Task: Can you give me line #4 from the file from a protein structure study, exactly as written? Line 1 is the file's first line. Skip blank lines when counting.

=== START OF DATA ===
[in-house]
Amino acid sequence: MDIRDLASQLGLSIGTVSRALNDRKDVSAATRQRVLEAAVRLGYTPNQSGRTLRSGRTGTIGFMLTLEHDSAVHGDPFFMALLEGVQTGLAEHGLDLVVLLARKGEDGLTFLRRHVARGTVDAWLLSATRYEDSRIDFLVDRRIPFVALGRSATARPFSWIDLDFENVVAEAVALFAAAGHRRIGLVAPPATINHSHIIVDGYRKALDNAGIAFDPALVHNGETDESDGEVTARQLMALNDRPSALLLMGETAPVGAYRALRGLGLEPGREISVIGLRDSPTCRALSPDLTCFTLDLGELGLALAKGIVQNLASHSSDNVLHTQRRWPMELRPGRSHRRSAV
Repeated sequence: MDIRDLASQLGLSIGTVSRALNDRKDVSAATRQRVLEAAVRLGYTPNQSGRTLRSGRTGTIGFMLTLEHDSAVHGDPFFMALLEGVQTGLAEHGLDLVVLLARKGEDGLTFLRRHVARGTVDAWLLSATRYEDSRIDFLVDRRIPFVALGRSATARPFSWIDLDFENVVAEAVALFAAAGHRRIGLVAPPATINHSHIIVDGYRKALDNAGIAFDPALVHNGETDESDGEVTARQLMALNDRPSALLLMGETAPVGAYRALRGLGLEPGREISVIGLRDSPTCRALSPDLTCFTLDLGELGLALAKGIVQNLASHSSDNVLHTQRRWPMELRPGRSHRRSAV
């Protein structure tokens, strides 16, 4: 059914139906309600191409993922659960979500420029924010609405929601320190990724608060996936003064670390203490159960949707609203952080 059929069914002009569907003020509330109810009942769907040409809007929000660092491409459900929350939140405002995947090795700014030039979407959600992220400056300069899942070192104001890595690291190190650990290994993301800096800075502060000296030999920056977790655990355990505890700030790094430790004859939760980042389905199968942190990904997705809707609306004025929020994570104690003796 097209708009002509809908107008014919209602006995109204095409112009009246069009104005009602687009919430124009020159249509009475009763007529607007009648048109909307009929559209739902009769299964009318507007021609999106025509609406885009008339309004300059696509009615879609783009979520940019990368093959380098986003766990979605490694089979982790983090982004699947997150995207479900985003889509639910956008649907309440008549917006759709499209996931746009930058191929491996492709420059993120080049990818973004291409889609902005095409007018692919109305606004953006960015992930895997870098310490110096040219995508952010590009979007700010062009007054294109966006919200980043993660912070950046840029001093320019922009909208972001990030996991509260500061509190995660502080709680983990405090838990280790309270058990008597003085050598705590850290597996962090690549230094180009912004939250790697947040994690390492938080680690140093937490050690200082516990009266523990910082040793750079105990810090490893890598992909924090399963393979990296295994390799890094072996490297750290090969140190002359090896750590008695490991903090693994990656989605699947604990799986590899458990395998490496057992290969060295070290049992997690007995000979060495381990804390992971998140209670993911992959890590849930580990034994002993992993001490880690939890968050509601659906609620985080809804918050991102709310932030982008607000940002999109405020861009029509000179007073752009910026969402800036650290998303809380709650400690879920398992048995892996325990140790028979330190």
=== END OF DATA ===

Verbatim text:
């Protein structure tokens, strides 16, 4: 059914139906309600191409993922659960979500420029924010609405929601320190990724608060996936003064670390203490159960949707609203952080 059929069914002009569907003020509330109810009942769907040409809007929000660092491409459900929350939140405002995947090795700014030039979407959600992220400056300069899942070192104001890595690291190190650990290994993301800096800075502060000296030999920056977790655990355990505890700030790094430790004859939760980042389905199968942190990904997705809707609306004025929020994570104690003796 097209708009002509809908107008014919209602006995109204095409112009009246069009104005009602687009919430124009020159249509009475009763007529607007009648048109909307009929559209739902009769299964009318507007021609999106025509609406885009008339309004300059696509009615879609783009979520940019990368093959380098986003766990979605490694089979982790983090982004699947997150995207479900985003889509639910956008649907309440008549917006759709499209996931746009930058191929491996492709420059993120080049990818973004291409889609902005095409007018692919109305606004953006960015992930895997870098310490110096040219995508952010590009979007700010062009007054294109966006919200980043993660912070950046840029001093320019922009909208972001990030996991509260500061509190995660502080709680983990405090838990280790309270058990008597003085050598705590850290597996962090690549230094180009912004939250790697947040994690390492938080680690140093937490050690200082516990009266523990910082040793750079105990810090490893890598992909924090399963393979990296295994390799890094072996490297750290090969140190002359090896750590008695490991903090693994990656989605699947604990799986590899458990395998490496057992290969060295070290049992997690007995000979060495381990804390992971998140209670993911992959890590849930580990034994002993992993001490880690939890968050509601659906609620985080809804918050991102709310932030982008607000940002999109405020861009029509000179007073752009910026969402800036650290998303809380709650400690879920398992048995892996325990140790028979330190």